A related concept to fixed and growth mindsets is goal orientation. This is split into two categories: approach and avoidance. The "approach" goal orientation involves wanting to do well, and this engenders positive and effective learning behaviors: working hard, seeking help, and trying new and challenging topics. In contrast, the "avoidance" goal orientation involves avoiding failure. This leads to negative and ineffective behaviors: disorganized study, not seeking help, anxiety over performance, and avoiding challenge. It is important that learners can make mistakes without severe penalties if they are to be directed toward "approach" rather than "avoidance."

Intelligent people will not always make good programmers, and good programmers need not be high in general intelligence.

When learning a new skill or training someone in a new skill, remember that approaching tasks with a growth mindset is effective but also a skill to be developed. Unfortunately, we cannot simply tell people to have a growth mindset and reap the benefits. Instead, nurture this skill by seeking or providing honest feedback about the process of learning and the efficacy of strategies. For mentors, praise areas where a men-tee is making progress and accept that they will make mistakes without chastising them. For learners, reflect on how skills have improved in the past weeks or months when you are doubtful about your progress. Further, expect that a growth mindset will shift toward a fixed mindset in the face of failure, but it can also be redeveloped and made stronger with practice. Feeling discouraged is normal, but it does not mean that you will always feel discouraged. If you feel like quitting, take a break, take a walk, consider your strategies, and then try again.

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Software developers must continually learn in order to keep up with the fast-paced changes in the field. Learning anything, programming included, involves committing items to memory. Human memory is fascinatingly complex. While it shares some similarities with computer architecture, there are key differences that make it work quite differently. In this article, we have explained the current scientific understanding of how human memory works, how learning works, the differences between beginners and experts, and related it all to practical steps that software developers can take to improve their learning, training, and recruitment.

Recommendations. We have split up our recommendations into those for recruiting and those for training and learning.

For recruiting, we make the following recommendations:

  • There are no good proxies for programming ability. Stereotypes based on gender, race, or other factors are not supported by evidence. If you want to know how well candidates program, look at their previous work or test them on authentic programming tasks. To emphasize a specific point: Do not test candidates with brain-teaser puzzles.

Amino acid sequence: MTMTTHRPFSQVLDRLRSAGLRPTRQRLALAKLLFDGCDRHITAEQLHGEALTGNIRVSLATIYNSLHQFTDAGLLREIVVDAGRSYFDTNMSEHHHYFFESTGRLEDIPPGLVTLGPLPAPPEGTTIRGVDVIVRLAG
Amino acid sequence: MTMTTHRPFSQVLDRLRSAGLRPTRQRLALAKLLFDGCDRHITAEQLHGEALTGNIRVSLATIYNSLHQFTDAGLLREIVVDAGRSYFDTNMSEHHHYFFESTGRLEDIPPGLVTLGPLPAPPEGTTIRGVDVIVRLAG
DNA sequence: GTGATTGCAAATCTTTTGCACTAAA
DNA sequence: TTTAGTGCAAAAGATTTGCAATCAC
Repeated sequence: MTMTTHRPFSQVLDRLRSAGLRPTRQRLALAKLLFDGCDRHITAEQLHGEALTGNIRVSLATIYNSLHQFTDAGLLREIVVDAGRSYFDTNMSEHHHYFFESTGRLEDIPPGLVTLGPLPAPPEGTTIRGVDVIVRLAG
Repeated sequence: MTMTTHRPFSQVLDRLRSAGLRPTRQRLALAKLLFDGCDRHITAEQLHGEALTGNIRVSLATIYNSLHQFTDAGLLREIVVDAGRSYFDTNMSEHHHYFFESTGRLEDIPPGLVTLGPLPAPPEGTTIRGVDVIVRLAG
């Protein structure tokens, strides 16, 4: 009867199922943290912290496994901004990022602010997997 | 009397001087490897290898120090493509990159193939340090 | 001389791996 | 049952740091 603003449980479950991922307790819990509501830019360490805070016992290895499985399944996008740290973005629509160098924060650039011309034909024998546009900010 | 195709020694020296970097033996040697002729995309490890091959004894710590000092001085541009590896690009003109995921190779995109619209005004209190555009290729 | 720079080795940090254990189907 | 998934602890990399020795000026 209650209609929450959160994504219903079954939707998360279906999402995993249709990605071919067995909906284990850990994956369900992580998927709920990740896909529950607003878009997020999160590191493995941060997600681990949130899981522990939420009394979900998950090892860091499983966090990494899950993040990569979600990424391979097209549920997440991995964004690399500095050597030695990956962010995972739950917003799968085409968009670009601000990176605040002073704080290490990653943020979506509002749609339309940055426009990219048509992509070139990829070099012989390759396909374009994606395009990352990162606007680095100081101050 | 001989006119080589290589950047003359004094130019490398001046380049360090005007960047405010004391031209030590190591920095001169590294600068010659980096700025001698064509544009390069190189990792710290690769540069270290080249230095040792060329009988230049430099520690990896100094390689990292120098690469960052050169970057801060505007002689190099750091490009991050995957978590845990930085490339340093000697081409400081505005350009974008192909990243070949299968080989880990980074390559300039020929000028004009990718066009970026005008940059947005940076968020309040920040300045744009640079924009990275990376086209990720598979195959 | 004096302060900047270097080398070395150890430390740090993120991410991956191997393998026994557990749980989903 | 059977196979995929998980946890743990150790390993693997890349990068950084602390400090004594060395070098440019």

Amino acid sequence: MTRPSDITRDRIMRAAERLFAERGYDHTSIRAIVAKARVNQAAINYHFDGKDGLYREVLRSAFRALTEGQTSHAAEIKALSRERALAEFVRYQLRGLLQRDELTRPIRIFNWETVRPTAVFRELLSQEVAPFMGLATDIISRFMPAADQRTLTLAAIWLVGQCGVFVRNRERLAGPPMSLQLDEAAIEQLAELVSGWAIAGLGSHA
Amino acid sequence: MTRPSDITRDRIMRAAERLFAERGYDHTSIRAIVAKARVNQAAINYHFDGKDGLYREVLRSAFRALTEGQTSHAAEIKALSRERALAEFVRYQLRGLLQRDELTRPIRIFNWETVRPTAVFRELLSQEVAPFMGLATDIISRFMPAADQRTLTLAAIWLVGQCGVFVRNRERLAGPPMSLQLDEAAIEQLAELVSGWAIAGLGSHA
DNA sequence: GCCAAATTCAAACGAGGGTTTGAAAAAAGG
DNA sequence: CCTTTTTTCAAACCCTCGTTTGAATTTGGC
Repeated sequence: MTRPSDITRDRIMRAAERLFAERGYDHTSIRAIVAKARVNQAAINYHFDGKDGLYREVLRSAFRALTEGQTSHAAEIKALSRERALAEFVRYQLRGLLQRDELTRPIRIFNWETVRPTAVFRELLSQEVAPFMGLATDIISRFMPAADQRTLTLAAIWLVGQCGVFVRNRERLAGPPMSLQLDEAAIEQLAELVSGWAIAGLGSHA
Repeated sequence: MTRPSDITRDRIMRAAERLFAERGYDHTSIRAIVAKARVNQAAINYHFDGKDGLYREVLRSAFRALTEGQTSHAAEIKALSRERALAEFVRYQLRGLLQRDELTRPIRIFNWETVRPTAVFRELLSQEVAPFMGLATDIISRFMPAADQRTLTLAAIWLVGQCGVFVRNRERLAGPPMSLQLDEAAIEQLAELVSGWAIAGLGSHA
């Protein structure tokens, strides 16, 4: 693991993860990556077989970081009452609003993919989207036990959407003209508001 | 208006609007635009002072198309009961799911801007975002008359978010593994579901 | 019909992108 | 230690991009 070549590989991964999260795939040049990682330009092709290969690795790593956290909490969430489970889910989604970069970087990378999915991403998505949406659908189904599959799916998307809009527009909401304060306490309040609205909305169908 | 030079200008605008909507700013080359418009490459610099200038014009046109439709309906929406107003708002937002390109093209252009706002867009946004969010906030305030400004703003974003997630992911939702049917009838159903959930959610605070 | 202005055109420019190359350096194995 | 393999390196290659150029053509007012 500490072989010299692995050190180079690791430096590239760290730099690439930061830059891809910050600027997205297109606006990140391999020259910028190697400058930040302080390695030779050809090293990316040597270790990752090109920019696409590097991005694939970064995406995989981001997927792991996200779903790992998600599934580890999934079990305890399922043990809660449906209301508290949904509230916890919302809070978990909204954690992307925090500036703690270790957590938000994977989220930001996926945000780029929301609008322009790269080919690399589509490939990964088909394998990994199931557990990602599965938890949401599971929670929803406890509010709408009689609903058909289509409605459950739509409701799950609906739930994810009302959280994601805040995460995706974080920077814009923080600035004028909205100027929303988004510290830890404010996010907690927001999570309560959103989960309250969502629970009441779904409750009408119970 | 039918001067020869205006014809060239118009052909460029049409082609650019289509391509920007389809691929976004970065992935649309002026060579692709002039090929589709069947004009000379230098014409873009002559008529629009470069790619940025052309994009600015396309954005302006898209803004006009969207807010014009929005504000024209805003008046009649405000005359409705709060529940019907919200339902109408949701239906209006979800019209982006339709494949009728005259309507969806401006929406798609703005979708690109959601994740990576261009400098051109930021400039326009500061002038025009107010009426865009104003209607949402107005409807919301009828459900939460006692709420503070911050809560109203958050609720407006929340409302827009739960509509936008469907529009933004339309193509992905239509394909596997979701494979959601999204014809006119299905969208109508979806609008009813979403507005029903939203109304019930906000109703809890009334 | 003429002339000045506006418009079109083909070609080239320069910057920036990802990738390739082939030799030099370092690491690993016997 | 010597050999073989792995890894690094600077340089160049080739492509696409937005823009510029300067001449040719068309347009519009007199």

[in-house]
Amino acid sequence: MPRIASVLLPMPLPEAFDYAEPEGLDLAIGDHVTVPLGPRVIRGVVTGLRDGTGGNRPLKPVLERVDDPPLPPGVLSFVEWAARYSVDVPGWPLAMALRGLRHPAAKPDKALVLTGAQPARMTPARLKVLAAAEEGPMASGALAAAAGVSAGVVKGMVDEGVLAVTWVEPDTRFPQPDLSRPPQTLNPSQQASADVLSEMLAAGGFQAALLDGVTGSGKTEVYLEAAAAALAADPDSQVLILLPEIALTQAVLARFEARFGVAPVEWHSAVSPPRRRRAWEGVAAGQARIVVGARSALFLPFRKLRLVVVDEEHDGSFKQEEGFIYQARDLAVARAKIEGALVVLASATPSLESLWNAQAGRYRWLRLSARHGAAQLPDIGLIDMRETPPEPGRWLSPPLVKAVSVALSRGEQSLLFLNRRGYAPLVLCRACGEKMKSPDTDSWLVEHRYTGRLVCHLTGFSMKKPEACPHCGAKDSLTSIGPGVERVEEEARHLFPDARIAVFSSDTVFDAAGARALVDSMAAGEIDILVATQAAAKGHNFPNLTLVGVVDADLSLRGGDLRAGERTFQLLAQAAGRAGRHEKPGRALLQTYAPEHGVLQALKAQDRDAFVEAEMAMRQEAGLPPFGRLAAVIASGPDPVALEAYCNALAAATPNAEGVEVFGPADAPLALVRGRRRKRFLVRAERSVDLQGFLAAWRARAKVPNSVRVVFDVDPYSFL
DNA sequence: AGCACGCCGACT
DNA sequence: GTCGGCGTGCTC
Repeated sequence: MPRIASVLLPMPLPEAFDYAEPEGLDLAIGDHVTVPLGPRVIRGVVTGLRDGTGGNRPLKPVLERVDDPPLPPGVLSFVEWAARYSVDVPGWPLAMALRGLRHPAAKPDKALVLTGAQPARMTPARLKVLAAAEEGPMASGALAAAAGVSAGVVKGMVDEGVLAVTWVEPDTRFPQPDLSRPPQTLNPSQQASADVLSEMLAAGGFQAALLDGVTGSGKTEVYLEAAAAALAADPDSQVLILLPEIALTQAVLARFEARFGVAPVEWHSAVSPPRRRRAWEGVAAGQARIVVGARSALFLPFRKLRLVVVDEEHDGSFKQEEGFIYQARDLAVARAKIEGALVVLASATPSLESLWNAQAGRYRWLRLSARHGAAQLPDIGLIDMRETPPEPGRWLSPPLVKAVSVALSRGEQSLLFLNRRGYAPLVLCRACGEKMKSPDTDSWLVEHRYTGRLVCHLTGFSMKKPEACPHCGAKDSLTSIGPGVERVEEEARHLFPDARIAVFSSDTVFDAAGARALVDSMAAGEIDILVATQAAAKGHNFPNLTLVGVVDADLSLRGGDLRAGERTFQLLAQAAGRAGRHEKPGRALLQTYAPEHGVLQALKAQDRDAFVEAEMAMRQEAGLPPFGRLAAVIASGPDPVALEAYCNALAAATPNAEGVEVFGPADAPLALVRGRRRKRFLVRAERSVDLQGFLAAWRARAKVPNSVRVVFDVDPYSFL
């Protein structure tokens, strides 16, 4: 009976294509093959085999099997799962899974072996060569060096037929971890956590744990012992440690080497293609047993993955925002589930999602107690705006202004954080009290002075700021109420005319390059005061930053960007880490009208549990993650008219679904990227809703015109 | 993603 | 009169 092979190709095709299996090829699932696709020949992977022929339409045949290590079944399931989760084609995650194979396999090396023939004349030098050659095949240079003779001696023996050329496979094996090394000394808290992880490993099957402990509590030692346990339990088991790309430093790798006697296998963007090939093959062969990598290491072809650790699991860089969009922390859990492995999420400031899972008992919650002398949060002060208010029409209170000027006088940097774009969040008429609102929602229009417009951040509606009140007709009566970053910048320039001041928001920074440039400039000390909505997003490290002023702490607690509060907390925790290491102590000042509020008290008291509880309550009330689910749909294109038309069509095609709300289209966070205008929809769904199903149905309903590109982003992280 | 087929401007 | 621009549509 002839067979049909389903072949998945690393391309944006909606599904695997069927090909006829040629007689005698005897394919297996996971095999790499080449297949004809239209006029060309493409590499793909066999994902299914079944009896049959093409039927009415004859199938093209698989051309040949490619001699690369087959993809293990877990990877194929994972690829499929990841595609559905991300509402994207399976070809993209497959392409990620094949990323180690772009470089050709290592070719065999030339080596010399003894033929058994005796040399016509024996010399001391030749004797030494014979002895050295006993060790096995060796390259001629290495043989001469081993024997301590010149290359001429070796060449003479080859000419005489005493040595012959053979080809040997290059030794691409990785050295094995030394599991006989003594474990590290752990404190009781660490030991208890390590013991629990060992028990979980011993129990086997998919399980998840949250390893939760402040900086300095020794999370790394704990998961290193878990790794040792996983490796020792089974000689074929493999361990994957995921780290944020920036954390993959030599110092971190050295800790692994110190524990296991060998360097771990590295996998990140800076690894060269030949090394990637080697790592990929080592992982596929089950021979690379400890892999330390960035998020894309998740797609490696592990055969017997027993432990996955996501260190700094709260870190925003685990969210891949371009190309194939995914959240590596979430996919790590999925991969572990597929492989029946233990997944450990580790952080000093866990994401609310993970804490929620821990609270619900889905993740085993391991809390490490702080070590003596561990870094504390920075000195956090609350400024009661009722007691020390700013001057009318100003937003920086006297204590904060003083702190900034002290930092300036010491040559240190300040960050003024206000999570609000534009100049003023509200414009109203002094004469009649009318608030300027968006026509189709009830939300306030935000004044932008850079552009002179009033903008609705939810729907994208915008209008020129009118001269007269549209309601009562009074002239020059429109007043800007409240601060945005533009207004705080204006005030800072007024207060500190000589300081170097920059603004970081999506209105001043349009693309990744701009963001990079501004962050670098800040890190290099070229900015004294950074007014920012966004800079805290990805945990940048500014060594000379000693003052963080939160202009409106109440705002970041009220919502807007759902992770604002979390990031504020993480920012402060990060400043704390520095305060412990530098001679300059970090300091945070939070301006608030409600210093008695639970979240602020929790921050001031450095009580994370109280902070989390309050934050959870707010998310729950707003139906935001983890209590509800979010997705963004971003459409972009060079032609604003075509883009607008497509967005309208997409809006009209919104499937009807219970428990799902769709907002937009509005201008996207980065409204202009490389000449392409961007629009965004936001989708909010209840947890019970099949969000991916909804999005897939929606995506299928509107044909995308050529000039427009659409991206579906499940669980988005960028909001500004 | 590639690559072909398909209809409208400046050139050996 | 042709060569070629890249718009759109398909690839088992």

• At least among young developers, years of experience may not be a very reliable measure of ability.
  • A related recommendation from Behroozi et al.3 is to get candidates to solve interview problems in a room on their own before presenting the solution, as the added pressure from an interviewer observing or requiring talking while solving it adds to cognitive load and stress in a way that impairs performance.

For learning and training, we make the following recommendations:

  • Reading a lot of code will help someone become a more efficient programmer.
  • Experts are not always the best at training beginners.
  • Learning takes time, including time between learning sessions. Intense cramming is not effective, but spaced repetition is.
  • Similarly, spending time away from a problem can help to solve it.
  • Just because you can find it through an Internet search or generative AI tool does not mean learning has become obsolete.
  • Use examples to go between abstract concepts and concrete learnable facts.
  • Seeking to succeed (rather than avoid failure) and believing that ability is changeable are important factors in resilience and learning.

Further reading. Many books on learning center around formal education; they are aimed at school teachers and university lecturers. However, the principles are applicable everywhere, including professional development. We recommend three books:

  • Why Don't Students Like School? by Daniel T. Willingham provides a short and readable explanation of many of the principles of memory and how the brain works.
  • The Programmer's Brain by Felienne Hermans et al.c relates these concepts to programming and describes how techniques for learning and revision that are used at school can still apply to professional development.
  • How Learning Happens: Seminal Works in Educational Psychology and What They Mean in Practice by Paul A. Kirschner and Carl Hendrick20 provides a tour through influential papers, explaining them in plain language and the implications and linkages between them.